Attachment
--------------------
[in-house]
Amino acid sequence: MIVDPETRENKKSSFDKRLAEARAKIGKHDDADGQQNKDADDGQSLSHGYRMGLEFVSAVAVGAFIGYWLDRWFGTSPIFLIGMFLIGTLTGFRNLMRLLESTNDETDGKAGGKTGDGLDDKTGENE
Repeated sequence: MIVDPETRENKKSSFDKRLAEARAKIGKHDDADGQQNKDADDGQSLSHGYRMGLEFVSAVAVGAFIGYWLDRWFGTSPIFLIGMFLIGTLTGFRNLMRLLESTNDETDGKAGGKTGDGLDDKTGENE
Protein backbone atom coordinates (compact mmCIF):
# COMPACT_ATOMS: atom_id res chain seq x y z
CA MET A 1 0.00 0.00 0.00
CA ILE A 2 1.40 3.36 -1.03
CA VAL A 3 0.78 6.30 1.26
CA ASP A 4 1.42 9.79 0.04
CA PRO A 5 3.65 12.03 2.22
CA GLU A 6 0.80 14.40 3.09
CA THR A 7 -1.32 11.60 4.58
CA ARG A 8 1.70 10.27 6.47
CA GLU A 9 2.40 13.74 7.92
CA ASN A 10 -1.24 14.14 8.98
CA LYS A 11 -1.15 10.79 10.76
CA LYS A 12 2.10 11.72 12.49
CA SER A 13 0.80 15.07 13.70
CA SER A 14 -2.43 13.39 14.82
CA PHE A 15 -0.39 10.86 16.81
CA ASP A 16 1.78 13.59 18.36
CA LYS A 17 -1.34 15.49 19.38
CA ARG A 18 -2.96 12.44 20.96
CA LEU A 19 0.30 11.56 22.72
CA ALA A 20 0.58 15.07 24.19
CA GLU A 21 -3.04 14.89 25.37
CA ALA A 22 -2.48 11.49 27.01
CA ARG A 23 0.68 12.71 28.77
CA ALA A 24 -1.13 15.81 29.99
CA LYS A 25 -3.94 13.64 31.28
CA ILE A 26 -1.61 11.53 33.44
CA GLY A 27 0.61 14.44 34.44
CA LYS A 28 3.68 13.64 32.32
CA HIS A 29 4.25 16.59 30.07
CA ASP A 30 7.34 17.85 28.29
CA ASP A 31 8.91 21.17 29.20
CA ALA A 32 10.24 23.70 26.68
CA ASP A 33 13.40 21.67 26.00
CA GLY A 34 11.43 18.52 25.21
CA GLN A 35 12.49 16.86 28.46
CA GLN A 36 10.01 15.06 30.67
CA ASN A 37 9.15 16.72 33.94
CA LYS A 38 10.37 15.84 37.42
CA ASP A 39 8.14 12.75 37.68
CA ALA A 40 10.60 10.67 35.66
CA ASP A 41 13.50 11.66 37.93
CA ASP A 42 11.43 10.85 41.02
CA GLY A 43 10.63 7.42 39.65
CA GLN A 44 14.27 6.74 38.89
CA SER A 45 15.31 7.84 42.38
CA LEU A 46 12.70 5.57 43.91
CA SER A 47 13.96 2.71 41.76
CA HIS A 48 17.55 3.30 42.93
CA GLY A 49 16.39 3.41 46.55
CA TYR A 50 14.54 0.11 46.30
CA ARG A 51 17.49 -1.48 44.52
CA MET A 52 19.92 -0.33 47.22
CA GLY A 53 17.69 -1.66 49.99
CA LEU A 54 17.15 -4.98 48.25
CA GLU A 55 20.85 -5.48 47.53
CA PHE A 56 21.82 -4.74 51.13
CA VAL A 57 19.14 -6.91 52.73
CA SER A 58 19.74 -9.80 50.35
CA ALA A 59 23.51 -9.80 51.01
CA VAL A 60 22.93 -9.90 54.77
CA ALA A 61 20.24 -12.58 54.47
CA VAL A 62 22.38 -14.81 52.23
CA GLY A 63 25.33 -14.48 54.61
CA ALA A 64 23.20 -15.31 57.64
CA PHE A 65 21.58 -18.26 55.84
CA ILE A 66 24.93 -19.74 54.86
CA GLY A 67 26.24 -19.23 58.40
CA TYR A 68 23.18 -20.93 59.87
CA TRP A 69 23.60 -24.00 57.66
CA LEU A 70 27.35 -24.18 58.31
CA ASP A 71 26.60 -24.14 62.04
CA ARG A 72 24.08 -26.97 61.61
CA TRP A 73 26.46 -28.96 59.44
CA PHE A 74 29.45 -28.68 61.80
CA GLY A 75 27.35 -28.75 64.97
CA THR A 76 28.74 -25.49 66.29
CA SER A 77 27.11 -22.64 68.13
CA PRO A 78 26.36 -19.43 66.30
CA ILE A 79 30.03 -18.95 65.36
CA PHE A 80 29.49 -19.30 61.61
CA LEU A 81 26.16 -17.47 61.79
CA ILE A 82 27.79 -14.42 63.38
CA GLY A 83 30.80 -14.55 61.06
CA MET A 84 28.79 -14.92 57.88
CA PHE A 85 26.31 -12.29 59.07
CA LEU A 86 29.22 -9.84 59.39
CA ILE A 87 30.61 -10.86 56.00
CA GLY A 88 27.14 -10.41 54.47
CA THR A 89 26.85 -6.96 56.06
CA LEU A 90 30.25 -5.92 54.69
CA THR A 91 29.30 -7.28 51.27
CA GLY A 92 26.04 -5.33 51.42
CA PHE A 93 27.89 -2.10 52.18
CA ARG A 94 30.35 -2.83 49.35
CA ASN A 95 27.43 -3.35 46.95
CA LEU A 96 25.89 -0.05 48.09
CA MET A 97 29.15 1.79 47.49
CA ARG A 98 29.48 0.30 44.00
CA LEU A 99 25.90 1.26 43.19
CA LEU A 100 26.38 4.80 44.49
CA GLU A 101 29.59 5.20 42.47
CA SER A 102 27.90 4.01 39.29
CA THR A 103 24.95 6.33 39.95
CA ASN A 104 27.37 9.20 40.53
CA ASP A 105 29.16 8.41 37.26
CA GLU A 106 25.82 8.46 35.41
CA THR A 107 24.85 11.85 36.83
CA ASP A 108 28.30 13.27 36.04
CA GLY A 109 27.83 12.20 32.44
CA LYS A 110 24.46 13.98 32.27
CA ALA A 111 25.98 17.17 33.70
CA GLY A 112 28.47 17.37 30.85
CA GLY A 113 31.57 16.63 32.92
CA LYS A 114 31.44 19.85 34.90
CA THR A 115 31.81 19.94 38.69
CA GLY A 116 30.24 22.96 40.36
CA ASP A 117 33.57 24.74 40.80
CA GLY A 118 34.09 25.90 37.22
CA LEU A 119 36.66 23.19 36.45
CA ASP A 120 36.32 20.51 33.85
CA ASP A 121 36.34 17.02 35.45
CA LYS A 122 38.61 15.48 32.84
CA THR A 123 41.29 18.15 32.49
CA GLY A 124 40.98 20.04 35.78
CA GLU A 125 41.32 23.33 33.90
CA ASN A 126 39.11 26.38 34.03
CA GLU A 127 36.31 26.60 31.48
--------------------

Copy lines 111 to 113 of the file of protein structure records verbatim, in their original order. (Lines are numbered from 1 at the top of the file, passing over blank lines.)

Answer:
CA GLU A 106 25.82 8.46 35.41
CA THR A 107 24.85 11.85 36.83
CA ASP A 108 28.30 13.27 36.04